OpenOffice is now loaded on both my main work iMac and my portable MacBook Pro, using Microsoft Word's .DOC format to ensure broad compatibility no matter what I do with my documents.

OpenOffice runs smoothly, reliably, and consistently. It is quick, robust, and capable of running on a laptop for months at time without corrupting itself or requiring a restart. It handles words, numbers and images well and does everything I need, when I need it to. No fuss, no muss.

Here's the real kicker: Word compatibility in OpenOffice is so good that Apple should be ashamed of itself. On numerous occasions, OpenOffice has loaded complex Word documents with a higher degree of fidelity than Pages: form boxes that come out in strange shapes and disjointed lines in Pages, for example, are correctly and beautifully joined in OpenOffice. Shading works well. There are none of Pages' ubiquitous warnings about certain fonts not being available.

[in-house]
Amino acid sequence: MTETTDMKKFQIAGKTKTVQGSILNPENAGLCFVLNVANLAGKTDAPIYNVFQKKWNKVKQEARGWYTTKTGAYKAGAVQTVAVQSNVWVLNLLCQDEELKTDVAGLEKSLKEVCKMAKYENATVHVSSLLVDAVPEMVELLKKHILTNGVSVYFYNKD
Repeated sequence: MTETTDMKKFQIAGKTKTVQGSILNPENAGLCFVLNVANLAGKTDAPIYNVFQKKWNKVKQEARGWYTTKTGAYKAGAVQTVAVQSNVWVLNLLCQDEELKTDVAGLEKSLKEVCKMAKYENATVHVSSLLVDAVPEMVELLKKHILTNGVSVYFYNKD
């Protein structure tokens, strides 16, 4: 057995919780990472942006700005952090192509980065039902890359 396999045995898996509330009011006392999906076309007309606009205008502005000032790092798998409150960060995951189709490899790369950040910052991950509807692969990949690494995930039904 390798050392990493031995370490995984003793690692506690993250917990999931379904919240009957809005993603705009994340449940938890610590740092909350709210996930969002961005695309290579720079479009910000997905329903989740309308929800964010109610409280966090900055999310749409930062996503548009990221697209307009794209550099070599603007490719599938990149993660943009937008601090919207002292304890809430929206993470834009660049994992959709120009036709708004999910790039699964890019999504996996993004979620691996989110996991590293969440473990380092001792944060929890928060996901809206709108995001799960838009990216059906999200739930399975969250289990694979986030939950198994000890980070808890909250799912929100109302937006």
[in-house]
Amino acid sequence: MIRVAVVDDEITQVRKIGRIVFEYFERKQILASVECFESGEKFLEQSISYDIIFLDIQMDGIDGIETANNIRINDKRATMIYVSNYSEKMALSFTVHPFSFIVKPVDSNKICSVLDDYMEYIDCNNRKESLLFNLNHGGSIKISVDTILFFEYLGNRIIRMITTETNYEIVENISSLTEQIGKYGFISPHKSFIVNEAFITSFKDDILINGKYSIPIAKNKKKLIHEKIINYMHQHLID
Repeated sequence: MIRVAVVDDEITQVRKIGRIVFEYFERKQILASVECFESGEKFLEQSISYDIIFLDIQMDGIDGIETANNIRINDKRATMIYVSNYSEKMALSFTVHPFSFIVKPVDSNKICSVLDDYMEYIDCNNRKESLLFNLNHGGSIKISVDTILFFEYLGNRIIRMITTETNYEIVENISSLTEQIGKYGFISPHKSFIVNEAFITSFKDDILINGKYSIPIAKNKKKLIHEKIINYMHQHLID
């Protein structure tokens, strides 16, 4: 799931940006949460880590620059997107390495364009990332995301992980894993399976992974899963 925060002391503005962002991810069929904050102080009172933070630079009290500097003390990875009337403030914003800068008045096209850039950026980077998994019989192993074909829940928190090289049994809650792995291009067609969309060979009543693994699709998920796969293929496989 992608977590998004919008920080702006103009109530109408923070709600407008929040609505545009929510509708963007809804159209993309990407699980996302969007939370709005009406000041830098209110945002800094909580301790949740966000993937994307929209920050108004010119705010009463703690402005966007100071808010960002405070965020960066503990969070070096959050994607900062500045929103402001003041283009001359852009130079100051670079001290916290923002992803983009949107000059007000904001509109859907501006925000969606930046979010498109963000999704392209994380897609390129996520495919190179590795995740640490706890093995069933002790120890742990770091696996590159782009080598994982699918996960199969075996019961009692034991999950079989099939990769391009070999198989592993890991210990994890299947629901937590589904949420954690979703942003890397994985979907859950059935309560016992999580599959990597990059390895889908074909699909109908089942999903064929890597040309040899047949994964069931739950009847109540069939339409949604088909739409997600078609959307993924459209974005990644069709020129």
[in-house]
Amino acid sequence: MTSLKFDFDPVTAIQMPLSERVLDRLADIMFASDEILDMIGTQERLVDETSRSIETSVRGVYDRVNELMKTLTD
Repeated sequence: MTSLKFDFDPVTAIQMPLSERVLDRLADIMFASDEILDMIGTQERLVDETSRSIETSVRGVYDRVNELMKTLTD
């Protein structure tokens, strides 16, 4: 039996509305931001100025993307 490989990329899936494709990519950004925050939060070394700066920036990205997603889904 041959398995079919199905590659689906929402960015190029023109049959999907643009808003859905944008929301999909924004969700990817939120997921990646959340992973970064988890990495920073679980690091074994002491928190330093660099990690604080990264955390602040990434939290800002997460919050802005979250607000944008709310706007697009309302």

On numerous occasions, OpenOffice has loaded complex Word documents with a higher degree of fidelity than Pages: form boxes that come out in strange shapes and disjointed lines in Pages, for example, are correctly and beautifully joined in OpenOffice.

I've found similar excellence in the spreadsheet and presentation functionality in the office suite, which is snappy and capable for my needs. I will also readily admit that your needs from Excel and PowerPoint may be far more complicated than mine, which rarely extend beyond organising numbers in rows and columns, and totalling them.

Sure, OpenOffice has its problems, but they are generally small and easy to work around. Command-A, for example, does not work in file-save or any other file-selection dialogue. Writer's the default font doesn't display smart quotes correctly and adds trailing and leading space; I've switched to Arial and all is good. The Track Changes interface could be prettier. Fonts in loaded PowerPoint documents sometimes look different than you would expect.